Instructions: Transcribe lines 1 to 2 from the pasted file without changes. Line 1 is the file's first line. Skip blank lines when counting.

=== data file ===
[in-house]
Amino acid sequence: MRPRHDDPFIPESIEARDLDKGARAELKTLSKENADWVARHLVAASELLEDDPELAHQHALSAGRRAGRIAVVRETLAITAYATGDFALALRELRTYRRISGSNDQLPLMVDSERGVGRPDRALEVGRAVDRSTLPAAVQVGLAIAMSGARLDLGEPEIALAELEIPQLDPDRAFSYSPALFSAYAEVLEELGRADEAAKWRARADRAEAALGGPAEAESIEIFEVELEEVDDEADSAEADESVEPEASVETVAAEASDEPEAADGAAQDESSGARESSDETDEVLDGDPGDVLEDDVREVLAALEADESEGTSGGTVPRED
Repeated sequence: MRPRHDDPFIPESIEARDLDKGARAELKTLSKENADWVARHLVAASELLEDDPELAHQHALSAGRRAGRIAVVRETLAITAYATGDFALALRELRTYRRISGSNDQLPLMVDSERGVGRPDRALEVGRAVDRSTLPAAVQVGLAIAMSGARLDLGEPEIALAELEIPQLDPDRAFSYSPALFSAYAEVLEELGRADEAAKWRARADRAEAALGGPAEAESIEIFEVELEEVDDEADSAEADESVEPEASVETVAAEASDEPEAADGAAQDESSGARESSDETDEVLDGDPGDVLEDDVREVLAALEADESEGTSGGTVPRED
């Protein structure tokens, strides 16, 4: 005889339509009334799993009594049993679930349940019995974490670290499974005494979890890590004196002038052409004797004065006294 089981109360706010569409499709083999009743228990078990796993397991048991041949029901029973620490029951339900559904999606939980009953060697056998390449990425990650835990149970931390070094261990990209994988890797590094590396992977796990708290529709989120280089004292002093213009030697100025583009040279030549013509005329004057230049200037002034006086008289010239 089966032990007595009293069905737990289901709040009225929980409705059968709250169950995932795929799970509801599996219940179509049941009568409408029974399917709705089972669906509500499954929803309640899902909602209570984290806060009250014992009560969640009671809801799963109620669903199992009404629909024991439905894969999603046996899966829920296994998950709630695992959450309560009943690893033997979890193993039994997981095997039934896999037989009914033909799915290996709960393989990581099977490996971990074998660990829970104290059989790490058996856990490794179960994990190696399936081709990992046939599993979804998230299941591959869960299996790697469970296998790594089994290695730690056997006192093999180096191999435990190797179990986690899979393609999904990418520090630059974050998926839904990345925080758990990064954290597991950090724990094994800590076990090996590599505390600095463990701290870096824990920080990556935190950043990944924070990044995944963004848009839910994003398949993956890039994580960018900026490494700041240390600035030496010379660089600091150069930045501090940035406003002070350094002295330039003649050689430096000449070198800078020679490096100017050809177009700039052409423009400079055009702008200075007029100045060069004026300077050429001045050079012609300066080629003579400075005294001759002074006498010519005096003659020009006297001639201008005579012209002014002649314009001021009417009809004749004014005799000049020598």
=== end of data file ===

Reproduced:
[in-house]
Amino acid sequence: MRPRHDDPFIPESIEARDLDKGARAELKTLSKENADWVARHLVAASELLEDDPELAHQHALSAGRRAGRIAVVRETLAITAYATGDFALALRELRTYRRISGSNDQLPLMVDSERGVGRPDRALEVGRAVDRSTLPAAVQVGLAIAMSGARLDLGEPEIALAELEIPQLDPDRAFSYSPALFSAYAEVLEELGRADEAAKWRARADRAEAALGGPAEAESIEIFEVELEEVDDEADSAEADESVEPEASVETVAAEASDEPEAADGAAQDESSGARESSDETDEVLDGDPGDVLEDDVREVLAALEADESEGTSGGTVPRED